Councillors keen to keep locals informed
Palmerston North residents are being asked how they would like their city councillors served.
Since wards were abolished last year, and regular informal community meetings went with them, there has been no clear system for people to get in touch with a local councillor, nor for councillors to find out what ratepayers are thinking.
Councillors Rachel Bowen, Susan Baty, Aleisha Rutherford, Vaughan Dennison, Ross Linklater and Duncan McCann are developing an elected member engagement strategy, and want to hear how people would like the system to work.
Councillors recently held a round of community meetings about the draft annual plan, but almost all the events were poorly attended.
"We're just not scratching where anyone itches," said Bowen.
She said there was no shortage of council issues affecting people, from the price of rubbish bags to the management of reserves, and last year's council proposal to sell a range of neighbourhood reserves had prompted hundreds of submissions.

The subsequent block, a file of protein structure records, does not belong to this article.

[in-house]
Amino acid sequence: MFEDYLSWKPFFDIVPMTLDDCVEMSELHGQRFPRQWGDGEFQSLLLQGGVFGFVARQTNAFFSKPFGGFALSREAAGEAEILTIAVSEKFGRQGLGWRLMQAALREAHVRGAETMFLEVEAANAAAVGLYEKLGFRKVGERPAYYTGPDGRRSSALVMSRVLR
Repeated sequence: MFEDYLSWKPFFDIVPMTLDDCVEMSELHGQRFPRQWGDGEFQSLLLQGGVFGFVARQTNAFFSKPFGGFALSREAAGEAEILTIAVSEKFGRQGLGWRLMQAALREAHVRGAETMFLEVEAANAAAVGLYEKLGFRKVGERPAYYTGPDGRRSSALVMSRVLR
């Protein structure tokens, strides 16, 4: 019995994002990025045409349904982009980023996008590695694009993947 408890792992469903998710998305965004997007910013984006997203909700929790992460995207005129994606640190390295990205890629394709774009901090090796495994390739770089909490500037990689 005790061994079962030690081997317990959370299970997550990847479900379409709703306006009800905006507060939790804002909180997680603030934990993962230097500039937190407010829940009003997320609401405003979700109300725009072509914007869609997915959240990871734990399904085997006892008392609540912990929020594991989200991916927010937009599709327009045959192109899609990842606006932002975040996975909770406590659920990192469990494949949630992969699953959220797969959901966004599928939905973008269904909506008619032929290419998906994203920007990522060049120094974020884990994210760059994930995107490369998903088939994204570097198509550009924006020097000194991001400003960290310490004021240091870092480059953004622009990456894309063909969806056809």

"But surely there is a better way to get people's attention earlier."
One of the opponents of reserve sales, Graeme Meyer, said the problem was not just about councillors being out of touch, but with people being apathetic.
"It's not until something hits you on your own patch that people want to get involved."
He said making people aware of what was going on had been hard work. However, more than 80 people then cared enough to turn up at an informal community meeting to tell councillors what they thought.
"And once people got involved, the councillors listened."
Richard Mildon made regular submissions about extending the city's boundaries into Manawatu. He was not so involved with the council now that issue had come and gone, "but they will still hear from us when we feel the need to have our voices heard".
Bowen said it was a challenge to find ways to get people involved.
"We perceive we put a lot of information out there. The hard bit is about how people connect with it."
She said it would be better to have conversations earlier and to explore possible practical implications before councillors got to the stage of taking a final vote and then finding out that people had other views.
"What we are looking at is a combination of push and pull. We need to pull people in, perhaps to meetings that might be geographical or based around topics of interest. We also need to be pushing out into the community in a way some councillors already do very well, but others don't."
The importance of social media and councillor attendance at community events was likely to be part of the answer, and Bowen said it would be useful to have an effective strategy in place in time for next year's review of the Long Term Plan, when key decisions would be made about the council's spending plans for the next decade.